The defendant next assigns error to the sustaining of an objection to a question he asked of a State's witness on cross-examination. The defendant's teacher testified for the State that two days after the fire, she smelled petroleum on the defendant's bookbag and clothes. On cross-examination, the court would not let the defendant question the teacher as to what explanation the defendant gave her when she questioned him about the smell of the petroleum. The witness would have testified that he told her that he had worked on a car and the fuel line "had busted on him." The defendant argues that this was relevant evidence and it was error to exclude it.

The court was correct in sustaining this objection. The testimony of the teacher as to what the defendant had told her was hearsay testimony and does not come within any exception to the hearsay rule. It was not error to exclude it. State v. Stanton, 319 N.C. 180, 191, 353 S.E.2d 385, 392 (1987); State v. Price, 301 N.C. 437, 449, 272 S.E.2d 103, 111 (1980).

The defendant argues under his next assignment of error that the court did not correctly instruct the jury in regard to reasonable doubt. The court instructed as follows:

Now, a reasonable doubt is not a vain, imaginary or fanciful doubt, but it's a sane and rational doubt. It's a doubt based on common sense. When it's said that you, the jury, must be satisfied of the Defendant's guilt beyond a reasonable doubt, it is meant that you must be fully satisfied or entirely satisfied, or satisfied to a moral certainty of the truth of the charge. If, after considering, comparing and weighing the evidence, or lack of evidence, the minds of the jury are left in such a condition that you cannot say that you have an abiding faith to a moral certainty in the Defendant's guilt, then you would have a reasonable doubt. Otherwise, not.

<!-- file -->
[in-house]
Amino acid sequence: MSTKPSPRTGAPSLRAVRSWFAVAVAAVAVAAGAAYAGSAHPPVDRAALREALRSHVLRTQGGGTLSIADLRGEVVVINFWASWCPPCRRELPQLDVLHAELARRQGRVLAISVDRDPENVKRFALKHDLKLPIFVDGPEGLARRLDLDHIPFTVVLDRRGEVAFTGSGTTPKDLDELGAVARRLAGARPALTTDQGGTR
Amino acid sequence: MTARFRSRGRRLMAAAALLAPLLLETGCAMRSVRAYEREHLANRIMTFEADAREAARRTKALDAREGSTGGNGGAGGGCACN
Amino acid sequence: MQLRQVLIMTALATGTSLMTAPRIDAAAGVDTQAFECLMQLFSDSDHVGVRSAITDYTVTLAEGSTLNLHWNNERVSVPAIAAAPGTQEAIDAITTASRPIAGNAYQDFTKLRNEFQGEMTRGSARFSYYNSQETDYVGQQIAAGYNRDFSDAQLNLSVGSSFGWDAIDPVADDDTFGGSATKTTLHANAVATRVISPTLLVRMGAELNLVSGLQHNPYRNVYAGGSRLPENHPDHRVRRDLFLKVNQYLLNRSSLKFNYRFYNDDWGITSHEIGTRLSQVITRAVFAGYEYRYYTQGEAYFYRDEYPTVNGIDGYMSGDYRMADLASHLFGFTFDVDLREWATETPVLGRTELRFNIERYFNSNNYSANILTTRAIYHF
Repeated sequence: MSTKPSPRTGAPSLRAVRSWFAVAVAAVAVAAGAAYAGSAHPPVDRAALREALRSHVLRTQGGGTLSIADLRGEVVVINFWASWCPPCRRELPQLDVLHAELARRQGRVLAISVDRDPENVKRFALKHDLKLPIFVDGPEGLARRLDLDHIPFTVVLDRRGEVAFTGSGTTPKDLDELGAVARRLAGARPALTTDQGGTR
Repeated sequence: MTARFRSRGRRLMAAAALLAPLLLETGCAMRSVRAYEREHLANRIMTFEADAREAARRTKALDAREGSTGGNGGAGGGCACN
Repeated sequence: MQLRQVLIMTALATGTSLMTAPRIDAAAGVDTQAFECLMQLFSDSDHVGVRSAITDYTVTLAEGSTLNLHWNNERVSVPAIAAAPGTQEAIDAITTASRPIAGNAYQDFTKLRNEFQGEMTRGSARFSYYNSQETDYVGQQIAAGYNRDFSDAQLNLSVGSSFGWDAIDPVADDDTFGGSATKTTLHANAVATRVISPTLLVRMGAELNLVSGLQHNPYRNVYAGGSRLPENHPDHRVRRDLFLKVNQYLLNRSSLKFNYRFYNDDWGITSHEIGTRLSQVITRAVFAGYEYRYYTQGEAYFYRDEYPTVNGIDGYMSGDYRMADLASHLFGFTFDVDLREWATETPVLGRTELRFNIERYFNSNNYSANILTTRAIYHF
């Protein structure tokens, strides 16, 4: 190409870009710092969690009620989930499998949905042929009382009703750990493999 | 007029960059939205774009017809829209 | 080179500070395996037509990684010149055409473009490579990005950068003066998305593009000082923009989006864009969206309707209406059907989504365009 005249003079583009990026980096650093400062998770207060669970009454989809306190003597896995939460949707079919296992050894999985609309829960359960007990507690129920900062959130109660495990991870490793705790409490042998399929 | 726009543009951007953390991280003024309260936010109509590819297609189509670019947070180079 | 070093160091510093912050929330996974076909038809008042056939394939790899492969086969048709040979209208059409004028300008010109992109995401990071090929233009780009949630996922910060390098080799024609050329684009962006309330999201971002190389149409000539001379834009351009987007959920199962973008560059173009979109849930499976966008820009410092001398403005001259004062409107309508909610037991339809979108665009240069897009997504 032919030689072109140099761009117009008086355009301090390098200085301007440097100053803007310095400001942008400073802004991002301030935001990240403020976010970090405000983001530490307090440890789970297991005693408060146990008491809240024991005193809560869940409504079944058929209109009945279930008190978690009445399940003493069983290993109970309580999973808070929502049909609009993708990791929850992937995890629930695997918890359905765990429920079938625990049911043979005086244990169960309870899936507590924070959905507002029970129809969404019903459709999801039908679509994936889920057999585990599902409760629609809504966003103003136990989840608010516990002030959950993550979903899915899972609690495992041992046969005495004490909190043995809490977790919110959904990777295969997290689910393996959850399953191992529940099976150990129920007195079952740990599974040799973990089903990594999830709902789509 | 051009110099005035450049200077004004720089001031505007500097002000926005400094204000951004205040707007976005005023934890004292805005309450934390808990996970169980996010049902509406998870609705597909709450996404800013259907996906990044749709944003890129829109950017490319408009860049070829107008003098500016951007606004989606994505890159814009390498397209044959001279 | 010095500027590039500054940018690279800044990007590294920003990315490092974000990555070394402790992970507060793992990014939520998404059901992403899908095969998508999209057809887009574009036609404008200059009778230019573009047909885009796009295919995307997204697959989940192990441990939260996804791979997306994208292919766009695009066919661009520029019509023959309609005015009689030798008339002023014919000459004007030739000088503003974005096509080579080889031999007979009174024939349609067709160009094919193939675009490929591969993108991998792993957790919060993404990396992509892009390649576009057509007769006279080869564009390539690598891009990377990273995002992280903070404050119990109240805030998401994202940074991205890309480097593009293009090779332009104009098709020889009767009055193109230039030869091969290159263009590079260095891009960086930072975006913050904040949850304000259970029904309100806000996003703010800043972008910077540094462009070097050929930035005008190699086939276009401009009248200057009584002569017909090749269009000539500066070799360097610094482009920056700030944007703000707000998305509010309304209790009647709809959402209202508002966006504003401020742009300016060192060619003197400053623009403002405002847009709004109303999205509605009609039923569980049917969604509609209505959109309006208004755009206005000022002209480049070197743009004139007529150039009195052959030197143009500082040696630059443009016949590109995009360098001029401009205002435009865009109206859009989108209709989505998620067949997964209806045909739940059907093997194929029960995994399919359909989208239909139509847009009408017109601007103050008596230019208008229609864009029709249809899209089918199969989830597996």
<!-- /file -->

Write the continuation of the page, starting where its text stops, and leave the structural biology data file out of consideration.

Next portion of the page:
The defendant, relying on Cage v. Louisiana, 498 U.S. 39, 111 S. Ct. 328, 112 L. Ed. 2d 339 (1990), says this charge unconstitutionally reduces the State's burden of proof of beyond a reasonable doubt. This assignment of error is overruled pursuant to State v. Moseley, 336 N.C. 710, 445 S.E.2d 906 (1994).

The defendant next assigns error to certain testimony by his teacher who testified for the State. The teacher testified that on 22 February 1991, the defendant was in her classroom and there was the odor of a feces about him. She thought he had had a bowel movement, which he did when under stress. On cross-examination, she testified this had happened to the defendant fifteen or twenty times in the past.